Proposed statement of outstanding universal value
The Dolomites are widely recognised as being amongst the most attractive mountain landscapes in the world. The particular dramatic power and spectacular quality of their scenic values make the Dolomites a vital landmark for the aesthetic of the sublime in western culture and a global paragon of natural beauty.
One distinctive characteristic is the variety of colours and shapes which are extremely accentuated both vertically and horizontally. Vertically perpendicular walls of very pale, bare rock rise sharply from imposing scree bases which rest on gentle, undulating formations, covered in woodland and pastures. Horizontally the changing facies between sedimentary and igneous formations emphasise the light and shade effects. The Dolomites also became famous throughout the world for the phenomenon of intense colouring assumed by the rock faces at sunrise and sunset (the colour range of orange-red-purple) and their scenic luminosity at dusk or by moonlight. Their topography presents a remarkable concentration of spectacular mountain systems, each with its own characteristics. Similarly the quantity of extremely varied limestone formations (peaks, towers, pinnacles and vertical walls amongst the highest in the world) is extraordinary in a global context.
The Dolomites are a reference area at worldwide level for the Triassic period. The documentation of the Triassic is extraordinary, for the high sedimentation rates, for the enormous variety of depositional facies and environments, and for the perfectly preserved fossil atolls. Furthermore, they are the only area with easy access where large scale Triassic carbonate platforms and their adjoining basinal areas can be observed in natural transects and the interrelationships between carbonate and igneous rocks are superbly exposed in an alpine terrain.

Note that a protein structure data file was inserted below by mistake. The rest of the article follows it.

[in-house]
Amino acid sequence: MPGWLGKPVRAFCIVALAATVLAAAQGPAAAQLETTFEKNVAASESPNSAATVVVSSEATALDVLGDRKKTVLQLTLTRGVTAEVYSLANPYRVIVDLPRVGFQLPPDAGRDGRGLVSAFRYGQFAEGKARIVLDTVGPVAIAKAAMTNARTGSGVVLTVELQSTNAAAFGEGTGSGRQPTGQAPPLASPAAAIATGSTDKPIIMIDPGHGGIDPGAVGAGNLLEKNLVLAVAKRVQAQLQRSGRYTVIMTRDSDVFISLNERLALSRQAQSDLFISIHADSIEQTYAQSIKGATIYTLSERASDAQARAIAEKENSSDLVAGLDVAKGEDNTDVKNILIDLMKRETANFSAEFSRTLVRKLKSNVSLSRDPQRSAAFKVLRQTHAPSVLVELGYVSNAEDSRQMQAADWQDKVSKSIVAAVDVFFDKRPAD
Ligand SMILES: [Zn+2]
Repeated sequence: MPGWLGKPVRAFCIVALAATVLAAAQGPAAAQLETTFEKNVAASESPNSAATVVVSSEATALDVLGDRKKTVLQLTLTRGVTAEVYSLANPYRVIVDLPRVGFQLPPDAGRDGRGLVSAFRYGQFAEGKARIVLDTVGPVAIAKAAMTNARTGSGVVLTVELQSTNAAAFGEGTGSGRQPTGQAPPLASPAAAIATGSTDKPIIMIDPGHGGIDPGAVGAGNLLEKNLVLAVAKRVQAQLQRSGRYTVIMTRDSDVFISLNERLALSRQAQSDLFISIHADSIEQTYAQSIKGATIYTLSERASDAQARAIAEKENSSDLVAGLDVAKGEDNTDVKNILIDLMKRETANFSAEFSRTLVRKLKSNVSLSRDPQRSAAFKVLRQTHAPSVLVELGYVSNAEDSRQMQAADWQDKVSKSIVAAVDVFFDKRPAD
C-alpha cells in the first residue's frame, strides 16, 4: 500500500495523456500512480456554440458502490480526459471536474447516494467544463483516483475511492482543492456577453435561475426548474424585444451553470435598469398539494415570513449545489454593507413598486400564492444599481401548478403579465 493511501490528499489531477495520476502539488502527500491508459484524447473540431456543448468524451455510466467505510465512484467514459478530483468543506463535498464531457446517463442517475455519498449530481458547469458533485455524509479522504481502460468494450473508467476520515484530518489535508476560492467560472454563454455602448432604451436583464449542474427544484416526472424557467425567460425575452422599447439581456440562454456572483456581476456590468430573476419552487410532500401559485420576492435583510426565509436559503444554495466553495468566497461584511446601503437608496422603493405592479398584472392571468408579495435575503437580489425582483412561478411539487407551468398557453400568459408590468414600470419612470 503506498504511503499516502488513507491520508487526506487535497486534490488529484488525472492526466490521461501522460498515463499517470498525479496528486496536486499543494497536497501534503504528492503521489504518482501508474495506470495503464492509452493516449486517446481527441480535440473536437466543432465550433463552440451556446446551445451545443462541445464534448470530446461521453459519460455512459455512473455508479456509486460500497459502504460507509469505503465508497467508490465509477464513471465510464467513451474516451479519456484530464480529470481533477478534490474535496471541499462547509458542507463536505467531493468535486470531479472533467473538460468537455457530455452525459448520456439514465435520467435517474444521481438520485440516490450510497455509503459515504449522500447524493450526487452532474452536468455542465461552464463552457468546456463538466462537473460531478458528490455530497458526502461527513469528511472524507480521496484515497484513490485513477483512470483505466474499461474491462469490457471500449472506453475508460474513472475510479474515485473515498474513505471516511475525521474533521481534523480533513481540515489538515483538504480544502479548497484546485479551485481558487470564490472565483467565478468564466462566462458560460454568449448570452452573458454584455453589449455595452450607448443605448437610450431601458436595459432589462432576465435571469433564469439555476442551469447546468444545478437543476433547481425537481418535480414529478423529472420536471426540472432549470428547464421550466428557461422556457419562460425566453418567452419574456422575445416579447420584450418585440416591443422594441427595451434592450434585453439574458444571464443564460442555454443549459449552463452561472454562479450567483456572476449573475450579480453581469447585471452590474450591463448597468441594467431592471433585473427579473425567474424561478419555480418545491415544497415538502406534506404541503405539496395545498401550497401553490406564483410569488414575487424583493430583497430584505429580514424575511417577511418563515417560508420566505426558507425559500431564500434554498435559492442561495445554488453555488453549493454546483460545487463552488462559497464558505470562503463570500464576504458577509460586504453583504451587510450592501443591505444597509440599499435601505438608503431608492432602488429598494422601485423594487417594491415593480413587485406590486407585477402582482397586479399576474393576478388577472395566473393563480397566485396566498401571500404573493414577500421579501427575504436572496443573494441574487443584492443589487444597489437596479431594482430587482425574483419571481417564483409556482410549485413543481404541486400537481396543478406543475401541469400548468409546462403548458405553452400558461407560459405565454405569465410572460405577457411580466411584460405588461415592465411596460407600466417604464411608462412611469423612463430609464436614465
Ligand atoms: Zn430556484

From a geomorphological viewpoint, the reliefs of the Dolomites shows a clear relationship with geology (morphostructe): there are landforms linked to tectonic movements (morphotectodynamics), as fault scarps; even more numerous are the landforms linked to morphoselection, for both for passive tectonics (morphotectostatics) like structural slopes, and for rock composition (morpholithology), like karst phenomena. Among morphoclimatic landforms, those connected to past climates are mainly derived from glacial and periglacial conditions (moraine deposits, glaciopressure evidence etc.). On the other hand, those connected to recent and present climate conditions are of the crionival genesis type (talus cones, protalus ramparts etc.). A recurrent aspect is represented by mass movements, with all possible types of landslides, quoted in international scientific literature. Furthermore the Dolomites are an exemplary case of geo(morpho)diversity), in every (extrinsic, intrinsic, at different scale) meaning.